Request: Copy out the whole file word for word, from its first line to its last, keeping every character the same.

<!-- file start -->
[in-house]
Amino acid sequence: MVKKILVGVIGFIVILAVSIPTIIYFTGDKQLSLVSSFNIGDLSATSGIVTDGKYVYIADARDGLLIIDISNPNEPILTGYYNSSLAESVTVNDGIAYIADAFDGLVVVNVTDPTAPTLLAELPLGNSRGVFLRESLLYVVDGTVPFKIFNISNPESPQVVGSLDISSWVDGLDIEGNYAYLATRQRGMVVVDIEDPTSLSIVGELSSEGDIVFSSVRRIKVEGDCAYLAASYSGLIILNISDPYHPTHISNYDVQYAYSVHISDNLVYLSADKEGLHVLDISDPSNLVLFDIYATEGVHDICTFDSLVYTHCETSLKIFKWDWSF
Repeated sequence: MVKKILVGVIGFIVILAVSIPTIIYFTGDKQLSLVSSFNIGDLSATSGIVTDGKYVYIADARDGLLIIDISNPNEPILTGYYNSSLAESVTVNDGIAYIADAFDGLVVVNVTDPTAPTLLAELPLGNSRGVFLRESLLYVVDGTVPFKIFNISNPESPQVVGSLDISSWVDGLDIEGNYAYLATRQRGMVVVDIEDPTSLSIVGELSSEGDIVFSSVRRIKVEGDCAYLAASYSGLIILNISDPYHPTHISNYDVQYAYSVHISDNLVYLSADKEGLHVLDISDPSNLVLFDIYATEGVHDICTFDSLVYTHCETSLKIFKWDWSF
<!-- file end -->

[in-house]
Amino acid sequence: MVKKILVGVIGFIVILAVSIPTIIYFTGDKQLSLVSSFNIGDLSATSGIVTDGKYVYIADARDGLLIIDISNPNEPILTGYYNSSLAESVTVNDGIAYIADAFDGLVVVNVTDPTAPTLLAELPLGNSRGVFLRESLLYVVDGTVPFKIFNISNPESPQVVGSLDISSWVDGLDIEGNYAYLATRQRGMVVVDIEDPTSLSIVGELSSEGDIVFSSVRRIKVEGDCAYLAASYSGLIILNISDPYHPTHISNYDVQYAYSVHISDNLVYLSADKEGLHVLDISDPSNLVLFDIYATEGVHDICTFDSLVYTHCETSLKIFKWDWSF
Repeated sequence: MVKKILVGVIGFIVILAVSIPTIIYFTGDKQLSLVSSFNIGDLSATSGIVTDGKYVYIADARDGLLIIDISNPNEPILTGYYNSSLAESVTVNDGIAYIADAFDGLVVVNVTDPTAPTLLAELPLGNSRGVFLRESLLYVVDGTVPFKIFNISNPESPQVVGSLDISSWVDGLDIEGNYAYLATRQRGMVVVDIEDPTSLSIVGELSSEGDIVFSSVRRIKVEGDCAYLAASYSGLIILNISDPYHPTHISNYDVQYAYSVHISDNLVYLSADKEGLHVLDISDPSNLVLFDIYATEGVHDICTFDSLVYTHCETSLKIFKWDWSF